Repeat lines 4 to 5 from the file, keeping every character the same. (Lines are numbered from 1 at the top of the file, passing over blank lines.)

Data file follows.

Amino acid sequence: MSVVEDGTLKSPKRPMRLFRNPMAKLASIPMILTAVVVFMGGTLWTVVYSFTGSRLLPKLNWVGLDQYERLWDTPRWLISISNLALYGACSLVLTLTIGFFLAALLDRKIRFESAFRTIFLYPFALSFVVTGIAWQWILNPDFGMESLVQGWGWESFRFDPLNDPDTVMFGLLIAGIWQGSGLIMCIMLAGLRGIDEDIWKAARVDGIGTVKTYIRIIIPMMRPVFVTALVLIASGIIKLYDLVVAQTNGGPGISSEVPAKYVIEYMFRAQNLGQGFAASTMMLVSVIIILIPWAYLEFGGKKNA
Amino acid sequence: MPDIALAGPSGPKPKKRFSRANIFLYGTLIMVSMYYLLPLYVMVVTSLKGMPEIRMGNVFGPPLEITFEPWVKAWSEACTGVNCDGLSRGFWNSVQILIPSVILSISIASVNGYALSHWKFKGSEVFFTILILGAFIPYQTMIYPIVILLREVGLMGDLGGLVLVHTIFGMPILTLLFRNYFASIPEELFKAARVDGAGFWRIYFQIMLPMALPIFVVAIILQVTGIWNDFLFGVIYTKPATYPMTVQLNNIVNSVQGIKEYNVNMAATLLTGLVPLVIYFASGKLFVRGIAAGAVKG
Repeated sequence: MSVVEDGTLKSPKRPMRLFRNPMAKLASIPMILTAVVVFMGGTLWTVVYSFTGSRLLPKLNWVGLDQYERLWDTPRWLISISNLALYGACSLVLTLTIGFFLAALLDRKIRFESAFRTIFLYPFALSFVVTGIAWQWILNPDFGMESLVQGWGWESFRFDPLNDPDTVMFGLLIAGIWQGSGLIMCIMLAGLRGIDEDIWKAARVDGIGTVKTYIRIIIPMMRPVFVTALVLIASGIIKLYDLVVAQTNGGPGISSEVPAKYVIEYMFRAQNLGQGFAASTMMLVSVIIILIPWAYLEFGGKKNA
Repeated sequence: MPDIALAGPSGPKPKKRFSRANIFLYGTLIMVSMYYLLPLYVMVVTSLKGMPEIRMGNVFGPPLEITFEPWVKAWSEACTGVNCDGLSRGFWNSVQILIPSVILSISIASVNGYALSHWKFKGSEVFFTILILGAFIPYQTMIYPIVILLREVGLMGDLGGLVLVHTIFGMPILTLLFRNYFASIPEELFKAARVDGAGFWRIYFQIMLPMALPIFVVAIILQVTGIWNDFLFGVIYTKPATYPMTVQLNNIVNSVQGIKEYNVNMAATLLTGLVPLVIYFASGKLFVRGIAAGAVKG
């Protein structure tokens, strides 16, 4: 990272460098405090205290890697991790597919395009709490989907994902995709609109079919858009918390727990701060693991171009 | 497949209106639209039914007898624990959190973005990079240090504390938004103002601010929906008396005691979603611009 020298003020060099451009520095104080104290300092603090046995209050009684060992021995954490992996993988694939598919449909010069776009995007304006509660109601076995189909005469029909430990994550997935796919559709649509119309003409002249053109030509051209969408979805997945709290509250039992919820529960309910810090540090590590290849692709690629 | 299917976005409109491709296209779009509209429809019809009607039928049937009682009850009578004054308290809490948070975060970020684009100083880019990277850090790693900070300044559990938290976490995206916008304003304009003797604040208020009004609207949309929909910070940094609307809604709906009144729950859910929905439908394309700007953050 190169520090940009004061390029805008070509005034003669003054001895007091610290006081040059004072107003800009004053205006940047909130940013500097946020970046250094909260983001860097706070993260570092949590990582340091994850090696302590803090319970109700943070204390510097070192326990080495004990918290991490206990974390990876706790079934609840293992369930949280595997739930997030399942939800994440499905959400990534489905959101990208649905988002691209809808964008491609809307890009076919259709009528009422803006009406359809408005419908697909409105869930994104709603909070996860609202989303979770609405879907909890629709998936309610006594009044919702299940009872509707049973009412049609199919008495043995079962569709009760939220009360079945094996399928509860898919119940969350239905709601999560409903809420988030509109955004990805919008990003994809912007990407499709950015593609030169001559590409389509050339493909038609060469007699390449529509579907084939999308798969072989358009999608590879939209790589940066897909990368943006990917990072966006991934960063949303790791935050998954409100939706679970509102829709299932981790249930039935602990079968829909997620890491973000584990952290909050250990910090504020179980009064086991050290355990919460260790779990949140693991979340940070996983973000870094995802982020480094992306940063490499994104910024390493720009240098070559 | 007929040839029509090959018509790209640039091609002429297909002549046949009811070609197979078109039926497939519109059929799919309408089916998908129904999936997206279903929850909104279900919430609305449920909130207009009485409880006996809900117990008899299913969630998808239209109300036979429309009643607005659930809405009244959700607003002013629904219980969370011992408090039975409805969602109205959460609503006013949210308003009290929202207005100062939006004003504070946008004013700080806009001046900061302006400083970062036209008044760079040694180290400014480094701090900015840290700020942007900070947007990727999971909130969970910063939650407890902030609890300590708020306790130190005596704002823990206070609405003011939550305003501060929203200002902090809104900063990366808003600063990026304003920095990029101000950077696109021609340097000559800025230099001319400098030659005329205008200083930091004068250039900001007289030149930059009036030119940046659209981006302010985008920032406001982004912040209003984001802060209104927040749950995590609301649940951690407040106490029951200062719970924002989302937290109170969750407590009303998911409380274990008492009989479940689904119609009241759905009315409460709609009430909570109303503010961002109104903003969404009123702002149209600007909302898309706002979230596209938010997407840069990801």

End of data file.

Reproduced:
Repeated sequence: MPDIALAGPSGPKPKKRFSRANIFLYGTLIMVSMYYLLPLYVMVVTSLKGMPEIRMGNVFGPPLEITFEPWVKAWSEACTGVNCDGLSRGFWNSVQILIPSVILSISIASVNGYALSHWKFKGSEVFFTILILGAFIPYQTMIYPIVILLREVGLMGDLGGLVLVHTIFGMPILTLLFRNYFASIPEELFKAARVDGAGFWRIYFQIMLPMALPIFVVAIILQVTGIWNDFLFGVIYTKPATYPMTVQLNNIVNSVQGIKEYNVNMAATLLTGLVPLVIYFASGKLFVRGIAAGAVKG
């Protein structure tokens, strides 16, 4: 990272460098405090205290890697991790597919395009709490989907994902995709609109079919858009918390727990701060693991171009 | 497949209106639209039914007898624990959190973005990079240090504390938004103002601010929906008396005691979603611009 020298003020060099451009520095104080104290300092603090046995209050009684060992021995954490992996993988694939598919449909010069776009995007304006509660109601076995189909005469029909430990994550997935796919559709649509119309003409002249053109030509051209969408979805997945709290509250039992919820529960309910810090540090590590290849692709690629 | 299917976005409109491709296209779009509209429809019809009607039928049937009682009850009578004054308290809490948070975060970020684009100083880019990277850090790693900070300044559990938290976490995206916008304003304009003797604040208020009004609207949309929909910070940094609307809604709906009144729950859910929905439908394309700007953050 190169520090940009004061390029805008070509005034003669003054001895007091610290006081040059004072107003800009004053205006940047909130940013500097946020970046250094909260983001860097706070993260570092949590990582340091994850090696302590803090319970109700943070204390510097070192326990080495004990918290991490206990974390990876706790079934609840293992369930949280595997739930997030399942939800994440499905959400990534489905959101990208649905988002691209809808964008491609809307890009076919259709009528009422803006009406359809408005419908697909409105869930994104709603909070996860609202989303979770609405879907909890629709998936309610006594009044919702299940009872509707049973009412049609199919008495043995079962569709009760939220009360079945094996399928509860898919119940969350239905709601999560409903809420988030509109955004990805919008990003994809912007990407499709950015593609030169001559590409389509050339493909038609060469007699390449529509579907084939999308798969072989358009999608590879939209790589940066897909990368943006990917990072966006991934960063949303790791935050998954409100939706679970509102829709299932981790249930039935602990079968829909997620890491973000584990952290909050250990910090504020179980009064086991050290355990919460260790779990949140693991979340940070996983973000870094995802982020480094992306940063490499994104910024390493720009240098070559 | 007929040839029509090959018509790209640039091609002429297909002549046949009811070609197979078109039926497939519109059929799919309408089916998908129904999936997206279903929850909104279900919430609305449920909130207009009485409880006996809900117990008899299913969630998808239209109300036979429309009643607005659930809405009244959700607003002013629904219980969370011992408090039975409805969602109205959460609503006013949210308003009290929202207005100062939006004003504070946008004013700080806009001046900061302006400083970062036209008044760079040694180290400014480094701090900015840290700020942007900070947007990727999971909130969970910063939650407890902030609890300590708020306790130190005596704002823990206070609405003011939550305003501060929203200002902090809104900063990366808003600063990026304003920095990029101000950077696109021609340097000559800025230099001319400098030659005329205008200083930091004068250039900001007289030149930059009036030119940046659209981006302010985008920032406001982004912040209003984001802060209104927040749950995590609301649940951690407040106490029951200062719970924002989302937290109170969750407590009303998911409380274990008492009989479940689904119609009241759905009315409460709609009430909570109303503010961002109104903003969404009123702002149209600007909302898309706002979230596209938010997407840069990801």